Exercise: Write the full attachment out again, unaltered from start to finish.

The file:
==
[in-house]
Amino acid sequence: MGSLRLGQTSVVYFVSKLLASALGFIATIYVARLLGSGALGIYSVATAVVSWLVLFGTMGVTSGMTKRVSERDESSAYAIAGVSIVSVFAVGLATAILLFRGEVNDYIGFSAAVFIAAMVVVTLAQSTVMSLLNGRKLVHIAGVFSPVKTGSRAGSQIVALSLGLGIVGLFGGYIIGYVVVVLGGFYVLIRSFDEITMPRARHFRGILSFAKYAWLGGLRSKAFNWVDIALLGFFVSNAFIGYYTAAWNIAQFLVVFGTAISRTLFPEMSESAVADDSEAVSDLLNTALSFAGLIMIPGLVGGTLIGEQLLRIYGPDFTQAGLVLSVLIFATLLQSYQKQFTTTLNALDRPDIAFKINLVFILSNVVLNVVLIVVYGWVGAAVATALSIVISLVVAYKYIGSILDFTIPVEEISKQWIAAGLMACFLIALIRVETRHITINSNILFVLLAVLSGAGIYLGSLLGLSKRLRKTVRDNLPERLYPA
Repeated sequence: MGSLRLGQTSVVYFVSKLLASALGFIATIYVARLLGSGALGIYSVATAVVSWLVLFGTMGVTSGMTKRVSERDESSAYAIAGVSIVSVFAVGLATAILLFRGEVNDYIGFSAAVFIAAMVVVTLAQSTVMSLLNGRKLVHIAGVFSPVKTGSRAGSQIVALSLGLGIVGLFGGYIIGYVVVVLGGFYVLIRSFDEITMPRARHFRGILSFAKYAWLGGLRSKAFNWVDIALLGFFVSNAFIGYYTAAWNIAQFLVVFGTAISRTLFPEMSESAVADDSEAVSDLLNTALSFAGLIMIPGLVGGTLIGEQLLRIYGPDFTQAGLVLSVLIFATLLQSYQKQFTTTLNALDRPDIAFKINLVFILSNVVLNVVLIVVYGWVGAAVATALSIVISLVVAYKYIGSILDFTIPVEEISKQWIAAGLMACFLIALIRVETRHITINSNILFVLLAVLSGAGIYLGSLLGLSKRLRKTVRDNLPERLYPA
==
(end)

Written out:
[in-house]
Amino acid sequence: MGSLRLGQTSVVYFVSKLLASALGFIATIYVARLLGSGALGIYSVATAVVSWLVLFGTMGVTSGMTKRVSERDESSAYAIAGVSIVSVFAVGLATAILLFRGEVNDYIGFSAAVFIAAMVVVTLAQSTVMSLLNGRKLVHIAGVFSPVKTGSRAGSQIVALSLGLGIVGLFGGYIIGYVVVVLGGFYVLIRSFDEITMPRARHFRGILSFAKYAWLGGLRSKAFNWVDIALLGFFVSNAFIGYYTAAWNIAQFLVVFGTAISRTLFPEMSESAVADDSEAVSDLLNTALSFAGLIMIPGLVGGTLIGEQLLRIYGPDFTQAGLVLSVLIFATLLQSYQKQFTTTLNALDRPDIAFKINLVFILSNVVLNVVLIVVYGWVGAAVATALSIVISLVVAYKYIGSILDFTIPVEEISKQWIAAGLMACFLIALIRVETRHITINSNILFVLLAVLSGAGIYLGSLLGLSKRLRKTVRDNLPERLYPA
Repeated sequence: MGSLRLGQTSVVYFVSKLLASALGFIATIYVARLLGSGALGIYSVATAVVSWLVLFGTMGVTSGMTKRVSERDESSAYAIAGVSIVSVFAVGLATAILLFRGEVNDYIGFSAAVFIAAMVVVTLAQSTVMSLLNGRKLVHIAGVFSPVKTGSRAGSQIVALSLGLGIVGLFGGYIIGYVVVVLGGFYVLIRSFDEITMPRARHFRGILSFAKYAWLGGLRSKAFNWVDIALLGFFVSNAFIGYYTAAWNIAQFLVVFGTAISRTLFPEMSESAVADDSEAVSDLLNTALSFAGLIMIPGLVGGTLIGEQLLRIYGPDFTQAGLVLSVLIFATLLQSYQKQFTTTLNALDRPDIAFKINLVFILSNVVLNVVLIVVYGWVGAAVATALSIVISLVVAYKYIGSILDFTIPVEEISKQWIAAGLMACFLIALIRVETRHITINSNILFVLLAVLSGAGIYLGSLLGLSKRLRKTVRDNLPERLYPA